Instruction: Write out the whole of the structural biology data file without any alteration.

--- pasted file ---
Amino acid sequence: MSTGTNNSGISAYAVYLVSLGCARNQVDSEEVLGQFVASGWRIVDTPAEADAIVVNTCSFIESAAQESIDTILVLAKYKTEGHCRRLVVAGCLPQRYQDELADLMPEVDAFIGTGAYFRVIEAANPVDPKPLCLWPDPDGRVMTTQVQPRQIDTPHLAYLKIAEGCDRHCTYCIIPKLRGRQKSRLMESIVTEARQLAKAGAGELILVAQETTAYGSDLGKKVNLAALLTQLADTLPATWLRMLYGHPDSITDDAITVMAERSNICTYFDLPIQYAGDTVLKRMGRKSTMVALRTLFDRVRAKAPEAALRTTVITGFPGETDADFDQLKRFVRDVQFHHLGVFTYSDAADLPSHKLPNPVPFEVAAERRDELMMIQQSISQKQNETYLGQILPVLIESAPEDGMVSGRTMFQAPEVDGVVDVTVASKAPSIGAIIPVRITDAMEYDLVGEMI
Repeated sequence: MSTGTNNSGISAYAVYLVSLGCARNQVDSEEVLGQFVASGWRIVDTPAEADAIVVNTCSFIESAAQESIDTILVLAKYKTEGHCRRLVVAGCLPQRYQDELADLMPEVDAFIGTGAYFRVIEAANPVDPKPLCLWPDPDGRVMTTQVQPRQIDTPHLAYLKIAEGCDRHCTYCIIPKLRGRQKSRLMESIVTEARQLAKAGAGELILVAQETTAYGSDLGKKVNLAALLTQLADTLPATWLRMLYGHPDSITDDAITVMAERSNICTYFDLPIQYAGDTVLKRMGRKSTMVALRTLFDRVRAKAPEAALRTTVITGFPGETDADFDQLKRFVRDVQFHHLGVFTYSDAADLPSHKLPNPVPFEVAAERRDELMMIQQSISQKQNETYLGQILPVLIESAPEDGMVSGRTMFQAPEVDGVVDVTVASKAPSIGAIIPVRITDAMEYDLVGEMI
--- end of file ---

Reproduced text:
Amino acid sequence: MSTGTNNSGISAYAVYLVSLGCARNQVDSEEVLGQFVASGWRIVDTPAEADAIVVNTCSFIESAAQESIDTILVLAKYKTEGHCRRLVVAGCLPQRYQDELADLMPEVDAFIGTGAYFRVIEAANPVDPKPLCLWPDPDGRVMTTQVQPRQIDTPHLAYLKIAEGCDRHCTYCIIPKLRGRQKSRLMESIVTEARQLAKAGAGELILVAQETTAYGSDLGKKVNLAALLTQLADTLPATWLRMLYGHPDSITDDAITVMAERSNICTYFDLPIQYAGDTVLKRMGRKSTMVALRTLFDRVRAKAPEAALRTTVITGFPGETDADFDQLKRFVRDVQFHHLGVFTYSDAADLPSHKLPNPVPFEVAAERRDELMMIQQSISQKQNETYLGQILPVLIESAPEDGMVSGRTMFQAPEVDGVVDVTVASKAPSIGAIIPVRITDAMEYDLVGEMI
Repeated sequence: MSTGTNNSGISAYAVYLVSLGCARNQVDSEEVLGQFVASGWRIVDTPAEADAIVVNTCSFIESAAQESIDTILVLAKYKTEGHCRRLVVAGCLPQRYQDELADLMPEVDAFIGTGAYFRVIEAANPVDPKPLCLWPDPDGRVMTTQVQPRQIDTPHLAYLKIAEGCDRHCTYCIIPKLRGRQKSRLMESIVTEARQLAKAGAGELILVAQETTAYGSDLGKKVNLAALLTQLADTLPATWLRMLYGHPDSITDDAITVMAERSNICTYFDLPIQYAGDTVLKRMGRKSTMVALRTLFDRVRAKAPEAALRTTVITGFPGETDADFDQLKRFVRDVQFHHLGVFTYSDAADLPSHKLPNPVPFEVAAERRDELMMIQQSISQKQNETYLGQILPVLIESAPEDGMVSGRTMFQAPEVDGVVDVTVASKAPSIGAIIPVRITDAMEYDLVGEMI